Origin of pompom1
Definition for pompom (2 of 2)
Origin of pompom2
Examples from the Web for pompom
In the afternoon one of our guns on Cæsar's Camp smashed a pompom.From Capetown to Ladysmith|G. W. Steevens
A deputation of ladies had, meanwhile, presented the Duchess with a table-gong made of pompom shells mounted on a rhinoceros horn.The Life of King Edward VII|J. Castell Hopkins
Boers began attack at daybreak with two or three guns and a pompom, shelling the position hard.The Second Battalion Royal Dublin Fusiliers in the South African War|Cecil Francis Romer and Arthur Edward Mainwaring
This pompom was bravely served by one man, the remainder of the gun team having been either killed or wounded.The Record of a Regiment of the Line|M. Jacson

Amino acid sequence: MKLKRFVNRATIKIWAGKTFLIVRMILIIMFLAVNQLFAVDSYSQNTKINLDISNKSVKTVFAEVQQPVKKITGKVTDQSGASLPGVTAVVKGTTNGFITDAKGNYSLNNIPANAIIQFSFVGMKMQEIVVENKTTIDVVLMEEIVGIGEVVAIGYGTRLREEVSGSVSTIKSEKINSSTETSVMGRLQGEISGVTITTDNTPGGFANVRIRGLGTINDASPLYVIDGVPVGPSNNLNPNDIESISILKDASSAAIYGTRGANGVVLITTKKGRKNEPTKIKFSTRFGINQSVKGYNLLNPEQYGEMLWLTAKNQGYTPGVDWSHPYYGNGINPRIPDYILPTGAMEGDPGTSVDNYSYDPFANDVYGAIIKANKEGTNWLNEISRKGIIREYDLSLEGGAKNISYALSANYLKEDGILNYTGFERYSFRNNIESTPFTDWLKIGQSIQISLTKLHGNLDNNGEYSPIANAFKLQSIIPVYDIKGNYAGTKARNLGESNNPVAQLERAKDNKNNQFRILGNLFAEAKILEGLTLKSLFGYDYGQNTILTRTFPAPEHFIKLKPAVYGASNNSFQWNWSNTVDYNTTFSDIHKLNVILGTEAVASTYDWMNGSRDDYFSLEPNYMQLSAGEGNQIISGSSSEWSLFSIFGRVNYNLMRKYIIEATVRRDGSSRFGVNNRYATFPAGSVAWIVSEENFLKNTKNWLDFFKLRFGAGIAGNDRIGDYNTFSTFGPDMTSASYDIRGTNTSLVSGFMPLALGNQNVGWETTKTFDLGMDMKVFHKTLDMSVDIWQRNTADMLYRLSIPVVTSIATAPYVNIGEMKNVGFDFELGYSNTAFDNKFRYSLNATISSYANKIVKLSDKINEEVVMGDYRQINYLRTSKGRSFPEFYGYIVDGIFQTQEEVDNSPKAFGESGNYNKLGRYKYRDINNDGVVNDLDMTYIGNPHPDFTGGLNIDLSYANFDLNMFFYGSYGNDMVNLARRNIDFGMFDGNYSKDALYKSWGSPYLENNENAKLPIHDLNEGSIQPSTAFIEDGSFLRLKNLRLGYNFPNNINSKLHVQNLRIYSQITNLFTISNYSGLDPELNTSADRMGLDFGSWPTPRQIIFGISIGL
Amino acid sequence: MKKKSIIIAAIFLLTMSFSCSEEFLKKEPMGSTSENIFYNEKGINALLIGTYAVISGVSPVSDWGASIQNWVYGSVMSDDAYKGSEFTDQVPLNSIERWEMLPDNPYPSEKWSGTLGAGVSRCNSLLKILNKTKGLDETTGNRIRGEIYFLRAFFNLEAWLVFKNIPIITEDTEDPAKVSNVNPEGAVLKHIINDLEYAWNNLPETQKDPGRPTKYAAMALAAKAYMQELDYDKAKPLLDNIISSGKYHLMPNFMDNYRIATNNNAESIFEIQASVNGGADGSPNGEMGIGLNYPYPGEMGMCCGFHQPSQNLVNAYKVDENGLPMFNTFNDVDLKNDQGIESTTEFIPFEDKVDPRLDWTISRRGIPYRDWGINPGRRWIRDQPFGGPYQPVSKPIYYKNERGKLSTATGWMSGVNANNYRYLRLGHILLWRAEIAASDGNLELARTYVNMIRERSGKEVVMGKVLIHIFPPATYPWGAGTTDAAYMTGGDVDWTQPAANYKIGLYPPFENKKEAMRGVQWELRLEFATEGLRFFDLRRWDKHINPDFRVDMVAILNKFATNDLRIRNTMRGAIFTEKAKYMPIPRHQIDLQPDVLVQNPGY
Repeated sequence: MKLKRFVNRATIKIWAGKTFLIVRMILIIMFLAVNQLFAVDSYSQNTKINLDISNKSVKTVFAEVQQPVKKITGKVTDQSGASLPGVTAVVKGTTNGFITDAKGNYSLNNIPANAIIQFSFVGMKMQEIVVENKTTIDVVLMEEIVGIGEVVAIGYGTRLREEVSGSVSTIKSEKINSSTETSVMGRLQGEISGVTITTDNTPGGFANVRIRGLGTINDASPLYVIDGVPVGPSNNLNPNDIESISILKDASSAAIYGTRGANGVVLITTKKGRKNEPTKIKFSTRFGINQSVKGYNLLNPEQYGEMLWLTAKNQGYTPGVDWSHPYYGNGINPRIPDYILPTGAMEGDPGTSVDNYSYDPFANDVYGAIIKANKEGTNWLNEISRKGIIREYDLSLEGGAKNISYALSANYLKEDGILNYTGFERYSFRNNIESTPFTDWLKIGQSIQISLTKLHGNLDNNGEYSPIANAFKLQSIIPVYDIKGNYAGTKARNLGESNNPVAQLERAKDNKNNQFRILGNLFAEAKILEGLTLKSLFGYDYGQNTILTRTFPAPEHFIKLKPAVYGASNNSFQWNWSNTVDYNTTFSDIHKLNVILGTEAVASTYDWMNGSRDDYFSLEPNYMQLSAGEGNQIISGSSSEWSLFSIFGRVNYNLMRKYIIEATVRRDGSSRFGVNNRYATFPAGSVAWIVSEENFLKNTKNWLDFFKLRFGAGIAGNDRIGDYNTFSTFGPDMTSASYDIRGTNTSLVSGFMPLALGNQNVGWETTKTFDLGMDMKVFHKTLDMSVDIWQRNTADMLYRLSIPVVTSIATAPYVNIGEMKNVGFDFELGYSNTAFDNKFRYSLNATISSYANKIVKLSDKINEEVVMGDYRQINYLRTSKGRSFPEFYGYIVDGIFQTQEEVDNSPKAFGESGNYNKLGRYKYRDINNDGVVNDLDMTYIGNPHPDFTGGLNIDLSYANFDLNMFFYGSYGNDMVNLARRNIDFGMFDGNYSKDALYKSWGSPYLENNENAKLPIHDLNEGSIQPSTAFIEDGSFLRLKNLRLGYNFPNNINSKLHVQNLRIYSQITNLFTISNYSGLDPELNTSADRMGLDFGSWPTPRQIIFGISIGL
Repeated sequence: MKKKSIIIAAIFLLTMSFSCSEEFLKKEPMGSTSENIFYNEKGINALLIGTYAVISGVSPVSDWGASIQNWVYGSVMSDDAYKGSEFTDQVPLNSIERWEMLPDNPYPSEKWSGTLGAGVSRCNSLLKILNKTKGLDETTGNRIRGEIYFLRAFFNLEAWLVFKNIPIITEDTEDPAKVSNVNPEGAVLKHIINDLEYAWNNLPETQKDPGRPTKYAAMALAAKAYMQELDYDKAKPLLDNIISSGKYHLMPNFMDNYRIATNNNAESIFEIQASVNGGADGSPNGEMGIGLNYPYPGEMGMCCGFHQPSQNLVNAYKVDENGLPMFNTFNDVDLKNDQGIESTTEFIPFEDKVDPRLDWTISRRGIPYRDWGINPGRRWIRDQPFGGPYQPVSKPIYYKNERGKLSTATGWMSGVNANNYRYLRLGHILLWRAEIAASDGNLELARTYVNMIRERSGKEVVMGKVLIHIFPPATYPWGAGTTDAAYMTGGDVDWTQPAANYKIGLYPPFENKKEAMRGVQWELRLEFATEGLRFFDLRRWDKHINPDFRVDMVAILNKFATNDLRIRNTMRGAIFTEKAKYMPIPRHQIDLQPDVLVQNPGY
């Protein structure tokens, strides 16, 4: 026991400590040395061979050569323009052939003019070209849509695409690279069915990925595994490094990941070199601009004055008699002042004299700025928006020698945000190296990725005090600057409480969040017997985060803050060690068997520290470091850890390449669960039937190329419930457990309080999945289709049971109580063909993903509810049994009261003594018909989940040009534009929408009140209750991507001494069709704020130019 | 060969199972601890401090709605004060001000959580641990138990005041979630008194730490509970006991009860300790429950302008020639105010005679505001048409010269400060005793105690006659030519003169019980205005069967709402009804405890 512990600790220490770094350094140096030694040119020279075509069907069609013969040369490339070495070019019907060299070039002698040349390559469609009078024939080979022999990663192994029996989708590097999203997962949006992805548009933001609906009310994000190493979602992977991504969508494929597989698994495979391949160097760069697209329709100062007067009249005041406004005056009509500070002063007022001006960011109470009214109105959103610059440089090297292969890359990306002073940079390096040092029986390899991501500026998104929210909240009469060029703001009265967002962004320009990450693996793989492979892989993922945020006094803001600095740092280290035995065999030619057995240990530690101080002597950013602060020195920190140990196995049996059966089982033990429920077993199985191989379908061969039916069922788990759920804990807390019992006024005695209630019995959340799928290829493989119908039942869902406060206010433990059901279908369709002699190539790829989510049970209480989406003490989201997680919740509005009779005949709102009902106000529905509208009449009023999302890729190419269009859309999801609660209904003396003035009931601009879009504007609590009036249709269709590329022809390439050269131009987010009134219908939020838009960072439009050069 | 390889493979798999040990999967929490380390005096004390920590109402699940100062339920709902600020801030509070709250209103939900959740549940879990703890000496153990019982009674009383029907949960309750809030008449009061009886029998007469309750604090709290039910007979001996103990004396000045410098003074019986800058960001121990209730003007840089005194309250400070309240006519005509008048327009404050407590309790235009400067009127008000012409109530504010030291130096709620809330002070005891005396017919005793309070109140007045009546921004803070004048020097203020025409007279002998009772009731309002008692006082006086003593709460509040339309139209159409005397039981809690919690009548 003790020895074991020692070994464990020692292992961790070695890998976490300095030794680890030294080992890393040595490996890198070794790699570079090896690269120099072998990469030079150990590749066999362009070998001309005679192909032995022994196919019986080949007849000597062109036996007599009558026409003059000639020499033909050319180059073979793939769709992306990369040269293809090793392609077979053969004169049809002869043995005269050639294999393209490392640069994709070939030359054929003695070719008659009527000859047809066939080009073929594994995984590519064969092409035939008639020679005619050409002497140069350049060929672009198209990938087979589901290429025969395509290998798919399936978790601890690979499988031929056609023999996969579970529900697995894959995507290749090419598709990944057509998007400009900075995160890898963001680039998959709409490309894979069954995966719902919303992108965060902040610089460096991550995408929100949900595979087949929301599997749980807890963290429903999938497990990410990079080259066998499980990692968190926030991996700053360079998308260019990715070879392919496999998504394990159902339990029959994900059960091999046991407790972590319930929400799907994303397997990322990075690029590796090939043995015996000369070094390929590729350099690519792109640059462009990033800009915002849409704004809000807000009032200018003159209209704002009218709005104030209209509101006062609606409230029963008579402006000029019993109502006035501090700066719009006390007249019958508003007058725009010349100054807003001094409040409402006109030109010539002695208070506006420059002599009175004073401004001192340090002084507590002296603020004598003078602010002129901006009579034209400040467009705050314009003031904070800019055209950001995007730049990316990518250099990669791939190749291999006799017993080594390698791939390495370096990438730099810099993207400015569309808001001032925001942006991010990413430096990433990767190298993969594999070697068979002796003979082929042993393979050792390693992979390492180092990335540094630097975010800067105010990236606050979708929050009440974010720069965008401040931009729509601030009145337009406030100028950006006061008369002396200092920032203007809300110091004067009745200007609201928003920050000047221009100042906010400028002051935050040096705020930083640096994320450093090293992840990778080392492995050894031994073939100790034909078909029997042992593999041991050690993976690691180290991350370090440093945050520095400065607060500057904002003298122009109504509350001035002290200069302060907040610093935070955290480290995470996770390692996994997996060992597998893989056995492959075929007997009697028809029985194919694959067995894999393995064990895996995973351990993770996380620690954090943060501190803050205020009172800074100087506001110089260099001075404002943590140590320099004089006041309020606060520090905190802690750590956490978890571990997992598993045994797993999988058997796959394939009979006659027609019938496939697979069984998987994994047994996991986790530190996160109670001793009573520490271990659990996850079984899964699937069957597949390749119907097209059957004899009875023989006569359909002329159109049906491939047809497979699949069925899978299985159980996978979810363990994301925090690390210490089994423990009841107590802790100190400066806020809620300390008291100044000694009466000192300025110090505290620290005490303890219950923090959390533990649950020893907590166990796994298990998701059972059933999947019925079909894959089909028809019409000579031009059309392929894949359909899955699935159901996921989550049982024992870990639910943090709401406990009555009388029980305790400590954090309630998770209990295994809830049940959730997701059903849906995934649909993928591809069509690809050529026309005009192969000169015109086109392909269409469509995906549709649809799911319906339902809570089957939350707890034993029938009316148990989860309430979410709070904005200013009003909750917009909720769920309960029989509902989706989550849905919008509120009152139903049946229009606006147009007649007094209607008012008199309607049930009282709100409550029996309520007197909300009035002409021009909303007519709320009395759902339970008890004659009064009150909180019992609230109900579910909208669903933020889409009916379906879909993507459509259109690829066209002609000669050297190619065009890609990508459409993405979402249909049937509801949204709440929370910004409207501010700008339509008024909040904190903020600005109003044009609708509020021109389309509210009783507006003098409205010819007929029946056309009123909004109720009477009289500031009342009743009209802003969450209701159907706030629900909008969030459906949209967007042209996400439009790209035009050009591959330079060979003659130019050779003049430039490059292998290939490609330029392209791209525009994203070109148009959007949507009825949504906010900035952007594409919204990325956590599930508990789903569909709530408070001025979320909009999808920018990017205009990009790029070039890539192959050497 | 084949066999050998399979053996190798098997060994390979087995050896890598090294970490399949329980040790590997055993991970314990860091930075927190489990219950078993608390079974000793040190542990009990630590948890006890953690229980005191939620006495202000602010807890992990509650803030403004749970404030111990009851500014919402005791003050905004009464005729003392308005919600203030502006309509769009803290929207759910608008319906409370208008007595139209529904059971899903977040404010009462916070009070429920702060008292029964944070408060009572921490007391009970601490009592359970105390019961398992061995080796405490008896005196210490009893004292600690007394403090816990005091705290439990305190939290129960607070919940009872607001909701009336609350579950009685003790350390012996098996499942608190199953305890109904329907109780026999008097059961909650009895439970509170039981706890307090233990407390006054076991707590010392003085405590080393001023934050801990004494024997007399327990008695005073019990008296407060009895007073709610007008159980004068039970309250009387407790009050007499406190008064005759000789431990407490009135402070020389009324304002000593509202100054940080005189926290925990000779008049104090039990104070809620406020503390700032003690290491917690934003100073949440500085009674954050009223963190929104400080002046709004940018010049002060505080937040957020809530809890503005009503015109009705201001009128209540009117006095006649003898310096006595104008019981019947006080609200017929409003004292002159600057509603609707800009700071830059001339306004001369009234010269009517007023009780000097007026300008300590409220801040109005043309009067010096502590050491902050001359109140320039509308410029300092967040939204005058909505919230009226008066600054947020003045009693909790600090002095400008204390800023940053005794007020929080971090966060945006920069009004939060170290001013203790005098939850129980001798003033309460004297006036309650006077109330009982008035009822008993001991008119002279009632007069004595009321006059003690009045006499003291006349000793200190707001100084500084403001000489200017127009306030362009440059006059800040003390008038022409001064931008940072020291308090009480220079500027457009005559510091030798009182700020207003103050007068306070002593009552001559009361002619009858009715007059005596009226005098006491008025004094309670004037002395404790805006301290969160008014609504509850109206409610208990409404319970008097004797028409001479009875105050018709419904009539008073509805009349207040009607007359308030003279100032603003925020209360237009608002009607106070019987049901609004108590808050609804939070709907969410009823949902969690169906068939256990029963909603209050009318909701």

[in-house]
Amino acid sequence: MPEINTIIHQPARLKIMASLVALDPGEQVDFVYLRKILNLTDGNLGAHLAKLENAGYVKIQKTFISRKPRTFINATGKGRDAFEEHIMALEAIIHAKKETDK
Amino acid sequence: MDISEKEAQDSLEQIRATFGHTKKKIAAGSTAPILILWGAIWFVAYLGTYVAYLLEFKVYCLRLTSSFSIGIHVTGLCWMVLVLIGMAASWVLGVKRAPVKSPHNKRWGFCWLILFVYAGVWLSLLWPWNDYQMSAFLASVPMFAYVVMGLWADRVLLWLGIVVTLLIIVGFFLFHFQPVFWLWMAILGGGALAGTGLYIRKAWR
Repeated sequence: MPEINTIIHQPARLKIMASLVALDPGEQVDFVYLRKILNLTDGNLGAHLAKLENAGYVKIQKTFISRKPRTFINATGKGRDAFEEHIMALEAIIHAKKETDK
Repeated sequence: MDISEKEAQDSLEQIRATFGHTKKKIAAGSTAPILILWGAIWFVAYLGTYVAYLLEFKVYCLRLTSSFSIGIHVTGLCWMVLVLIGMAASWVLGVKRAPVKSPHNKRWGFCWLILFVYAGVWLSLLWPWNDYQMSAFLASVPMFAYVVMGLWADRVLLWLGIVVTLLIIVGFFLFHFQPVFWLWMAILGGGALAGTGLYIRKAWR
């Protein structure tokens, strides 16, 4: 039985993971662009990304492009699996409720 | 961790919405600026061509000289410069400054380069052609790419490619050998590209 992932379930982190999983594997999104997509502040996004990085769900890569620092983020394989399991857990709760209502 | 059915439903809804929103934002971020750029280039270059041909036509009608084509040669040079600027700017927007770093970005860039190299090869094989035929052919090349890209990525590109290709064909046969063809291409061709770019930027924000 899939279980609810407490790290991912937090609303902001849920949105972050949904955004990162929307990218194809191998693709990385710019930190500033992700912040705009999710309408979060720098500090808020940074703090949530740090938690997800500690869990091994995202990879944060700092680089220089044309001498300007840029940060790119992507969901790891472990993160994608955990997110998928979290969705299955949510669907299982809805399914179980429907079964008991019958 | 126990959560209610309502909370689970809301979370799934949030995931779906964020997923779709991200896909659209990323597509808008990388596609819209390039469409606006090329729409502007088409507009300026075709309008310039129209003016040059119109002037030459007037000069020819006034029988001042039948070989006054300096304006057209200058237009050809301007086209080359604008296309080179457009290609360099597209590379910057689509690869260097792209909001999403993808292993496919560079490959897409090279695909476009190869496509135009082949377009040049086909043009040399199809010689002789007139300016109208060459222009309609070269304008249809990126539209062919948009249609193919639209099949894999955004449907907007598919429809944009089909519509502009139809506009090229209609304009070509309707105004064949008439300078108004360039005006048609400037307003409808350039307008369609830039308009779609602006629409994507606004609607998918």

The Turks directed a perfect tornado of rifle, Maxim, and pompom fire on 200 men who made a dash down the gangway.
British Dictionary definitions for pompom
- the small globelike flower head of certain cultivated varieties of dahlia and chrysanthemum
- (as modifier)pompom dahlia
Word Origin for pompom
Word Origin and History for pompom
"ornamental round tuft" (originally on a hat, etc.), 1748, alteration of pompon "ornamental tuft; tuft-like flower head," from French pompon (1725), of unknown origin; perhaps related to Old French pompe "pomp."